If you operate an ecommerce business it is important to understand how order fulfillment systems and operations work, even if you plan to outsource to a third-party logistics provider (3PL). Knowing the necessary components of an efficient ecommerce fulfillment system can help you make the best decisions in choosing how to structure the order fulfillment arm of your supply chain. This post describes the basic aspects of order fulfillment, and three ways to set up your order fulfillment systems.
What is Involved in Order Fulfillment
Getting inventory from your manufacturers or suppliers is the first step in getting orders to your end customers. Whether your products arrive at your own house or are sent directly to a fulfillment center, the process is essentially the same for either. First you need to count each item that arrives in a shipment to ensure the actual number of items matches the number of items ordered from the supplier(s). Next the inventory will be inspected for any damaged goods. If you utilize a warehouse management system (WMS) then you will add SKUs for your individual products in order to keep track of the location, counts, and number of sales. Finally, a bar coded label will be applied to each SKU if they don’t already come with one.
Storage and Organization
In order to streamline your order fulfillment process, you need an organized solution to store products before they are ready to be shipped to your customers. An accountable organization system should be implemented no matter if products are stored in a spare room or garage, or a large-scale stockroom or warehouse. Products are often stored on pallets, shelves, bins, or boxes based on the number of SKUs that you have. Making sure that your inventory is organized properly enables you to set up your picking operations for the most efficient method which will help you save time during the fulfillment process.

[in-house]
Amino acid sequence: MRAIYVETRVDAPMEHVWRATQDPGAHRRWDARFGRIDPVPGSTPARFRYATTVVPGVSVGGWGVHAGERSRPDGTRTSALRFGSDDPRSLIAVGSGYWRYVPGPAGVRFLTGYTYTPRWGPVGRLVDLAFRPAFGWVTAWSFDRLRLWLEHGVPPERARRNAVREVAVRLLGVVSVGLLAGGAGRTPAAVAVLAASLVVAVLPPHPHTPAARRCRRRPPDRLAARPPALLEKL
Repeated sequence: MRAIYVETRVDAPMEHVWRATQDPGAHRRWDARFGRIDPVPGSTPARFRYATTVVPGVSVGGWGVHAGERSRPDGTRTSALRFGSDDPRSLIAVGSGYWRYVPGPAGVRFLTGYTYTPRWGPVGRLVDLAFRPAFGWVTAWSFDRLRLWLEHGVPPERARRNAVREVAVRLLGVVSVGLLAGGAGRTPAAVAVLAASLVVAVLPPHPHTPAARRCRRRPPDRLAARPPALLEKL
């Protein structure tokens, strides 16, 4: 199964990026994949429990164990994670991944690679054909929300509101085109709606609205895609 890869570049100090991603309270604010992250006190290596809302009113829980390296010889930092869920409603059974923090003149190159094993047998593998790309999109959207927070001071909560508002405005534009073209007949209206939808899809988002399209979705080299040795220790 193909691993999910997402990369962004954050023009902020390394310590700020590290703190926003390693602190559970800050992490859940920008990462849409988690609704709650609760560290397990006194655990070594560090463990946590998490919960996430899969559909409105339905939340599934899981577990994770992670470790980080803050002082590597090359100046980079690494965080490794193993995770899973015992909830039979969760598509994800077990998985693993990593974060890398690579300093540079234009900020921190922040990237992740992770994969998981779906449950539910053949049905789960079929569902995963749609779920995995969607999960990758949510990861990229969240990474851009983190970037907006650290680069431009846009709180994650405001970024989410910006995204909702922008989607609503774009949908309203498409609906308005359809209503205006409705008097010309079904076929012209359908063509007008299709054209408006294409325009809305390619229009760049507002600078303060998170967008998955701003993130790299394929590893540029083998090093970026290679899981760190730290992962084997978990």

Once an order has been received and stored properly, the individual SKUs that make up an order are then picked off the shelves by warehouse staff and transported to an order packing station. Again, depending on the size of your operation, it can be something small like a kitchen table or counter, to a dedicated room or workstations in a warehouse. At the packing station the products will go through a series of quality control checks to make sure the SKUs match the order and no damaged products are shipped.